Frayed Collars, Punctured Worsteds: How I Stopped Caring and Learned to Embrace Wear and Tear in my Wardrobe

If you are a neurotic Styleforum guy like me, you probably invest in nice clothing and then put a lot of money, care, and time into maintaining each individual article in order to make each piece last a long time. We purchased that suit or that pair of shoes thinking of it as an investment, as we felt that it should last us forever–or at the very least quite a few years. We want to maintain it well, so we end up investing in nice cedar hangers and shoe trees, breathable canvas bags and cedar liners to store our clothes when out of season, horsehair brushes and creams to clean that dust and hydrate that leather, et cetera. We take pride in caring for our possessions and rejoice in keeping them in mint condition.

Then, out of the blue, despite carefully rotating through the jackets, the trousers, and the shoes, something happens that breaks that spell; perhaps a spot appears where the pants are worn through on the thighs, or a small pull shows up in a hop-sack fabric that then transforms into a small hole. Or maybe a nasty scuff disfigured a pair of dress shoes and cannot be hidden without resorting to heavy polishes and creams.

At this point we have two options: we can repair the garment, taking it to some expert and see how well the problem can be corrected; or we can dispose of it, replacing it with something else, perhaps something better. Unfortunately, I fell into the second category with a lot of my clothing until recently. I saw tears, holes and the like as ruining the jacket or the pants, removing the possibility to present a professional demeanor with a now blemished piece of clothing, and I deemed the garment pretty much worthless. I didn’t think it a viable option to repair a lot of my professional, sartorial clothes, and I ended up just using them as an excuse to replace them with something that was “better.”

Something changed in my mind when my quintessential navy blazer–the one that should be timeless and last ages–found itself showing me a hole on the back right shoulder. At first, I thought it was possibly from some pesky moth, but the location and shape of the damage were not conducive to such, so I decided it was probably a pull in the open weave hop-sack fabric that turned into a hole as the fibers wore down and unwound itself. On the back shoulder, it was hidden by the slight amount of cotton shoulder padding and the Bemberg lining, so the damage could have gone unnoticed for quite some time. Unlike my previous clothes that had gotten frayed or damaged, this jacket was one in which I appreciated the cut, the color, the fit–to me it was the ideal navy blue sport coat. And as such, there was no desire to replace it with something that was “better” since I was fond of this exact jacket.

Worried that the hole would get bigger, I put on some fray check to stop it from expanding (a mistake) and I sought out reweaving specialists to see how and if they could handle an open weave. I had never had a garment repaired in this manner before, seeing as how most of the time when I had frayed pants in my thigh area, I just replaced the pants and discarded the damaged ones. Because there are not really that many people who have the skills, I never considered it. Therefore, I had no idea what magic a reweaver could do, especially since the hole was already on the larger side of anything I had seen online, and it was a fabric that was much more open than any other examples I had seen. It turns out that a reweaver can easily handle open weaves and the end result would have been much improved had I not used the fray check on the fabric. Despite the error on my part, in the end the flaw on the rewoven jacket is hardly noticeable in person, unless you are looking at it directly in a specific light, or you know what you are looking for.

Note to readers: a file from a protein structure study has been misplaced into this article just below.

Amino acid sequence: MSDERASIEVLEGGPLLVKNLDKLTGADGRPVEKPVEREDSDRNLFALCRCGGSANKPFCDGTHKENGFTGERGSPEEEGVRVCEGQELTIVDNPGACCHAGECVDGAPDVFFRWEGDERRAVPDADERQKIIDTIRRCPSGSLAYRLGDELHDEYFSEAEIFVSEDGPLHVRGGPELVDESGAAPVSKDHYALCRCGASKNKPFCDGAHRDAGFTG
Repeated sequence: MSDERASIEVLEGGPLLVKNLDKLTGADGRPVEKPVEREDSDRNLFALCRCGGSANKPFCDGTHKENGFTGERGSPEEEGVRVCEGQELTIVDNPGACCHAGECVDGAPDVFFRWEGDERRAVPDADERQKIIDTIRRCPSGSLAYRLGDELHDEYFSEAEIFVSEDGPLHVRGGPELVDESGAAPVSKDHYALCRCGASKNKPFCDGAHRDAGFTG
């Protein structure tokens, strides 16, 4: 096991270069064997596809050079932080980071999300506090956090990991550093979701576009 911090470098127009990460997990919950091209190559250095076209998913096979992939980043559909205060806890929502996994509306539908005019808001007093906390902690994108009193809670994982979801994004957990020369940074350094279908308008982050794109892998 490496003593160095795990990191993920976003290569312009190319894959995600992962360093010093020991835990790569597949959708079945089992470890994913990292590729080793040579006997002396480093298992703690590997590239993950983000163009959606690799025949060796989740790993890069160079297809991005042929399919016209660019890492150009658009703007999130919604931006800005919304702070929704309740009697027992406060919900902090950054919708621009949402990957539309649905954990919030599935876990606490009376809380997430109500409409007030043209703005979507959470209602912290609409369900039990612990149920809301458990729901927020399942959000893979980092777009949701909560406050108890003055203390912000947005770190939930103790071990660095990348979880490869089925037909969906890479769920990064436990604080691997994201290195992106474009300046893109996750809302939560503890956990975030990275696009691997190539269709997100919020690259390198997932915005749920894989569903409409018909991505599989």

After seeing the end result, realizing that I could have salvaged other garments of mine, I found myself thinking why I never did it before: why do we need to get rid of and replace our clothes constantly at the slightest sign of wear? And going one step further, why do we have to necessarily repair something that is minor at the first sight of it? Thinking of wrinkles in linen, isn’t it possible that we don’t need to always appear pristine all the time? Obviously, it makes sense to repair something that structurally may result in further damage, but showing a little bit of wear does not harm the garment necessarily. Frayed collars and cuffs, while not professional, do add a slight charm to a shirt, providing a romantic sense that perhaps that shirt has seen some grand adventures, that the garment has been with us for a long time. Just like distressed indigo fabric, a rewoven section of fabric adds to the character of the jacket, providing a history to the garment.

Die, Workwear!’s article on “The Joy of Old Clothes” struck a chord with me, since this article came shortly after I had decided to repair my jacket. In the article, Derek acknowledges that “[old clothes] bring us a special kind of comfort that only time can reliably provide.” This is incredibly true, and perhaps you become aware of it only when you have to repair a piece that you actually love.

The comfort he is referring to is partly a metaphysical one, built around the object gaining its own ethos from being worn. Such comfort is an appreciation of the clothing in the state of wear, and as such it follows somewhat the Japanese aesthetic of wabi-sabi, seeing as how it focuses on the beauty (the “comfort”) is inherent in the transitory, imperfect appearance of the object. Such appreciation and comfort imbued into your clothes are not merely from all the misadventures that you have had with them nor the memories you have created wearing them. Beauty–appreciation–comes from the fact that objects are surrounded by natural change, becoming unique over time based on the external factors. Your clothes have inherited a part of the spirit and meaning you have imbued in them, but in addition, they have been affected by changes in shade, color, wear and the like from environmental forces impacting it. Our love for our old, worn out clothes comes from the object’s very own history in addition to the meaning we instill in it.